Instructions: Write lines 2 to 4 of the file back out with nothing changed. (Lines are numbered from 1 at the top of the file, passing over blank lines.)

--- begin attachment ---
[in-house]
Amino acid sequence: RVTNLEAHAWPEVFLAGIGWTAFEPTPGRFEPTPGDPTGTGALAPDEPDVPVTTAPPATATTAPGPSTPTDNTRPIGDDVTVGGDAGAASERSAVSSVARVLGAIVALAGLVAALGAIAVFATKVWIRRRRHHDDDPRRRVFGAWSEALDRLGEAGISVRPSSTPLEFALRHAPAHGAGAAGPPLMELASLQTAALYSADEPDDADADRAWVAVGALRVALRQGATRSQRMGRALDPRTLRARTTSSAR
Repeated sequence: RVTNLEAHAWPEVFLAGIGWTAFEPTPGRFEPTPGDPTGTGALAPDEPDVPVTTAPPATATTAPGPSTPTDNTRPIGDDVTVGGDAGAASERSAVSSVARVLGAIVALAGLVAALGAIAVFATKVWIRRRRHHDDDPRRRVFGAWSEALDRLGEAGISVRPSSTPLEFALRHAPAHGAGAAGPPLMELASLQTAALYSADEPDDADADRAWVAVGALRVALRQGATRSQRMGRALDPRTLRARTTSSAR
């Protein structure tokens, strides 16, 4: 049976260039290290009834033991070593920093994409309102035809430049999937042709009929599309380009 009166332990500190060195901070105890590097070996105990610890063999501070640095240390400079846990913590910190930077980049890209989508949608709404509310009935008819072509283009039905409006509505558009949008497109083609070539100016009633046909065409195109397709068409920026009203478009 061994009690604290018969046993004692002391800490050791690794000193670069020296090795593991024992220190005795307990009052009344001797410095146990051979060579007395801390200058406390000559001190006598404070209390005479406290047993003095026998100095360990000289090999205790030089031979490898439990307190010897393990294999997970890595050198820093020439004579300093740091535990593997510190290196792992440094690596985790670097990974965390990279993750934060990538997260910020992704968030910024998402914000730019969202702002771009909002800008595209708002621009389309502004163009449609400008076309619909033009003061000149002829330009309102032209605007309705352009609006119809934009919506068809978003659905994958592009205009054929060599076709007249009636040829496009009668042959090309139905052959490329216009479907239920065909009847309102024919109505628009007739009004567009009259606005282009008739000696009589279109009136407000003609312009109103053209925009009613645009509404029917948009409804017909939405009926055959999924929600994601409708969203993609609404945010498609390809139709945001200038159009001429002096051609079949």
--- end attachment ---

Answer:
Amino acid sequence: RVTNLEAHAWPEVFLAGIGWTAFEPTPGRFEPTPGDPTGTGALAPDEPDVPVTTAPPATATTAPGPSTPTDNTRPIGDDVTVGGDAGAASERSAVSSVARVLGAIVALAGLVAALGAIAVFATKVWIRRRRHHDDDPRRRVFGAWSEALDRLGEAGISVRPSSTPLEFALRHAPAHGAGAAGPPLMELASLQTAALYSADEPDDADADRAWVAVGALRVALRQGATRSQRMGRALDPRTLRARTTSSAR
Repeated sequence: RVTNLEAHAWPEVFLAGIGWTAFEPTPGRFEPTPGDPTGTGALAPDEPDVPVTTAPPATATTAPGPSTPTDNTRPIGDDVTVGGDAGAASERSAVSSVARVLGAIVALAGLVAALGAIAVFATKVWIRRRRHHDDDPRRRVFGAWSEALDRLGEAGISVRPSSTPLEFALRHAPAHGAGAAGPPLMELASLQTAALYSADEPDDADADRAWVAVGALRVALRQGATRSQRMGRALDPRTLRARTTSSAR
């Protein structure tokens, strides 16, 4: 049976260039290290009834033991070593920093994409309102035809430049999937042709009929599309380009 009166332990500190060195901070105890590097070996105990610890063999501070640095240390400079846990913590910190930077980049890209989508949608709404509310009935008819072509283009039905409006509505558009949008497109083609070539100016009633046909065409195109397709068409920026009203478009 061994009690604290018969046993004692002391800490050791690794000193670069020296090795593991024992220190005795307990009052009344001797410095146990051979060579007395801390200058406390000559001190006598404070209390005479406290047993003095026998100095360990000289090999205790030089031979490898439990307190010897393990294999997970890595050198820093020439004579300093740091535990593997510190290196792992440094690596985790670097990974965390990279993750934060990538997260910020992704968030910024998402914000730019969202702002771009909002800008595209708002621009389309502004163009449609400008076309619909033009003061000149002829330009309102032209605007309705352009609006119809934009919506068809978003659905994958592009205009054929060599076709007249009636040829496009009668042959090309139905052959490329216009479907239920065909009847309102024919109505628009007739009004567009009259606005282009008739000696009589279109009136407000003609312009109103053209925009009613645009509404029917948009409804017909939405009926055959999924929600994601409708969203993609609404945010498609390809139709945001200038159009001429002096051609079949």